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Coffins Off-Limits for TV News

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  • ummyakoub
    Curtains Ordered for Media Coverage of Returning Coffins By Dana Milbank washingtonpost.com Tuesday, October 21, 2003 Since the end of the Vietnam War,
    Message 1 of 1 , Nov 4, 2003
      Curtains Ordered for Media Coverage of Returning Coffins

      By Dana Milbank
      Tuesday, October 21, 2003

      Since the end of the Vietnam War, presidents have worried that their
      military actions would lose support once the public glimpsed the
      remains of U.S. soldiers arriving at air bases in flag-draped caskets.

      To this problem, the Bush administration has found a simple solution:
      It has ended the public dissemination of such images by banning news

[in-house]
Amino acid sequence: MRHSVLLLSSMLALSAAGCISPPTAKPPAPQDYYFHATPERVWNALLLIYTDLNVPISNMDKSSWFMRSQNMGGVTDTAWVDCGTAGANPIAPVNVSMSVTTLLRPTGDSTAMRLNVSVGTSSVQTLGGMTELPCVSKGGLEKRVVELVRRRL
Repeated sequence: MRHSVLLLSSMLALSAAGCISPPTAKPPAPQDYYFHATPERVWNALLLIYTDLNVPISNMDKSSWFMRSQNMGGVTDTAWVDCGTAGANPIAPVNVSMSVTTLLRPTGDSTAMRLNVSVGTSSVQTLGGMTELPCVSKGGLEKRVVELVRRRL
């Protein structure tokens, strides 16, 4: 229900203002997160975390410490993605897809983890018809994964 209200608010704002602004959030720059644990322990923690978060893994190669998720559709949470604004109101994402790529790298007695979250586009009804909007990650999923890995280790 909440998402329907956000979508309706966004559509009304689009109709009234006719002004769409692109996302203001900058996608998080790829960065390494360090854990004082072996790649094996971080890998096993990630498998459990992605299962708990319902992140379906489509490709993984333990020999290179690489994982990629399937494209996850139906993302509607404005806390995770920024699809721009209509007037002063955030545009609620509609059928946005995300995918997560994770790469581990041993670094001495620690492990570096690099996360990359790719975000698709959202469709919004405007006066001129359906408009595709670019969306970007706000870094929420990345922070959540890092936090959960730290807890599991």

coverage and photography of dead soldiers' homecomings on all
      military bases.

      In March, on the eve of the Iraq war, a directive arrived from the
      Pentagon at U.S. military bases. "There will be no arrival ceremonies
      for, or media coverage of, deceased military personnel returning to
      or departing from Ramstein [Germany] airbase or Dover [Del.] base, to
      include interim stops," the Defense Department said, referring to the
      major ports for the returning remains.

      A Pentagon spokeswoman said the military-wide policy actually dates
      from about November 2000 -- the last days of the Clinton
      administration -- but it apparently went unheeded and unenforced, as
      images of caskets returning from the Afghanistan war appeared on
      television broadcasts and in newspapers until early this year. Though
      Dover Air Force Base, which has the military's largest mortuary, has
      had restrictions for 12 years, others "may not have been familiar
      with the policy," the spokeswoman said. This year, "we've really
      tried to enforce it."

      President Bush's opponents say he is trying to keep the spotlight off
      the fatalities in Iraq. "This administration manipulates information
      and takes great care to manage events, and sometimes that goes too